Blue is the color of the coverings for the holy things. It is thought to refer to the color of the heavenly throne of God (Cf. Exodus 24:10) Since these items were all in the Most Holy Place or the Holy Place they were associated with the presence of God, the mercy seat actually being the place where God stood or sat. The covering itself may well have been made of dolphin skin used widely in those times and the color for the blue cloth coming from certain kinds of shellfish collected by Phoenicians or two snails, Murex trunculis and Murex brandaris. Baruch Levine writes, “These snails are found along the Mediterranean coast. …The Palestinian Talmud (Berakot 15) describes this color as that of the sea, and at Ugarit it was called uqnu, the word for lapis lazuli.” Evidently, there was extensive manufacture in the Late Bronze Age, although, as one might guess, it took a great many snails for a little color, was therefore very expensive and was reserved for royalty and important cultic purposes. [410:400]

The crimson color for the cloth, that went over the blue and under the dolphin skin, was obtained from the bodies of certain worms and insects, dried and ground into powder. All of this detail most likely holds little interest for most readers of Numbers. However, here is placed the detail that the priests and Levites would need for carrying out their functions. Such detail is available in any field be it religious, corporate, scientific or simply writing. It is just not usually published for the general public, that is those without particular need for the information. We can ridicule the bible for this or we can recognize it for what it is. There is much of this specialized material in Leviticus, Numbers and Deuteronomy. But in it all there are lessons to be read and beauty to be experienced. Simply thinking of the care and the expense in providing such beautiful protective materials for the sanctuary gives one a sense of the love and thoughtfulness that went into it.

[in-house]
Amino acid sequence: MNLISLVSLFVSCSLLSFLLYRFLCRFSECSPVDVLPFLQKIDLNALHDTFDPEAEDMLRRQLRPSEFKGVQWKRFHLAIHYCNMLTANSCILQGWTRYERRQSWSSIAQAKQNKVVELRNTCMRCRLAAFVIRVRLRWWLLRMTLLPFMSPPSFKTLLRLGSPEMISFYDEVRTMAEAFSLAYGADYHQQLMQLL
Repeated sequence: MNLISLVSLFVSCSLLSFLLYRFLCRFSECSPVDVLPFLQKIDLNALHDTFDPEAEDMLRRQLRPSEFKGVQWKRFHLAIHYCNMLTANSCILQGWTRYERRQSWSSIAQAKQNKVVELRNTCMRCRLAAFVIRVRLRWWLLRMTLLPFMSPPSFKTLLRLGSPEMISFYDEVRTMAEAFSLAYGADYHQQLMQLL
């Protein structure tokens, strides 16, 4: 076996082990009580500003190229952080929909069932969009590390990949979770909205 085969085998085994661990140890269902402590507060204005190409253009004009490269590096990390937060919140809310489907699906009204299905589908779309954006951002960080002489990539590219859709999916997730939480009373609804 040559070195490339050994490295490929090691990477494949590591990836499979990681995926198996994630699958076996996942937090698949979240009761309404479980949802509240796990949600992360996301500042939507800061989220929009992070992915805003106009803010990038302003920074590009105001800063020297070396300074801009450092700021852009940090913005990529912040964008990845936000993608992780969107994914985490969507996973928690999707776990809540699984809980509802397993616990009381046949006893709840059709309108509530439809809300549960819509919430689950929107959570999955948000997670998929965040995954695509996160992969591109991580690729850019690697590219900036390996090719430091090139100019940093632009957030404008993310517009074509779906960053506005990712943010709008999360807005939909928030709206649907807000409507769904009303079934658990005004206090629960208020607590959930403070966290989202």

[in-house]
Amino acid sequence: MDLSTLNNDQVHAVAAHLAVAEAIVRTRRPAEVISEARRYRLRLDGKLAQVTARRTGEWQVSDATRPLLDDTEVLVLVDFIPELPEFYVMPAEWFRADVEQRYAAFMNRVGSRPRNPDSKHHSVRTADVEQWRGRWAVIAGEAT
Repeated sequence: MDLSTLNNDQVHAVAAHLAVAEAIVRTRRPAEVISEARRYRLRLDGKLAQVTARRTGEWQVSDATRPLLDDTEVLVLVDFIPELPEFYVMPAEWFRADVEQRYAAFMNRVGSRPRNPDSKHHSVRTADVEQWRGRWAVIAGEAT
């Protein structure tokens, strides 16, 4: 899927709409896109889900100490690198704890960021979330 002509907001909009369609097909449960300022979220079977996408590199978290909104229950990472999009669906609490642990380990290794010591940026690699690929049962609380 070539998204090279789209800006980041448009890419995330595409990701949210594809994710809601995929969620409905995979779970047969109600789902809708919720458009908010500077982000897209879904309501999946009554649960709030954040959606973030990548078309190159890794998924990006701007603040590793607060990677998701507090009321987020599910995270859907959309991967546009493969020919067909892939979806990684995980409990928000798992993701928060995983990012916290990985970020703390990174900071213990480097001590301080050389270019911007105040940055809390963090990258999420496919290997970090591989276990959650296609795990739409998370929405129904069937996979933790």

The matter of the Kohathites who bore this material on the trek, yet could not even look on the objects before they were covered by the priests, as if seeing the objects was like seeing the face of God, must have added much to the sense of mystery and holiness around these objects. The Church used to take such care. Only priests, deacons and the altar guild were allowed in the sanctuary, and then preparation was required and ministers of the services entered and departed in a prescribed order. Holy things were handled by acolytes in particular ways that I am discovering only older priests, altar guild members and acolytes even remember. These practices are not taught in most seminaries anymore. In the process we demystify our most holy places and while we grow more relaxed, one cannot help but wonder if we lose in terms of devotion? Still the Lord requires mercy and not sacrifice and if we can hold on to the heart of our love and devotion we may be better off without the scrupulousnous of former times.

To A Young Priest
Anne Blackwell Payne

Such old, illustrious tidings you proclaim,
With quiet incandescence in your face;
Until the altar candles do not flame
With any surer radiance and grace.
It is the fire that burned in Augustine;
The passion that is selfless and most white;
That made of Francis, gentle and serene,
A torch uplifted on a somber night.
Such still adventure, and such steep a stair!
And, yet, to travel with you I would toss
The trifling cargo of myself and share
Your braver burdens and more excellent cross;
And give my little dream to be imbued
With your grave joy and flaming certitude.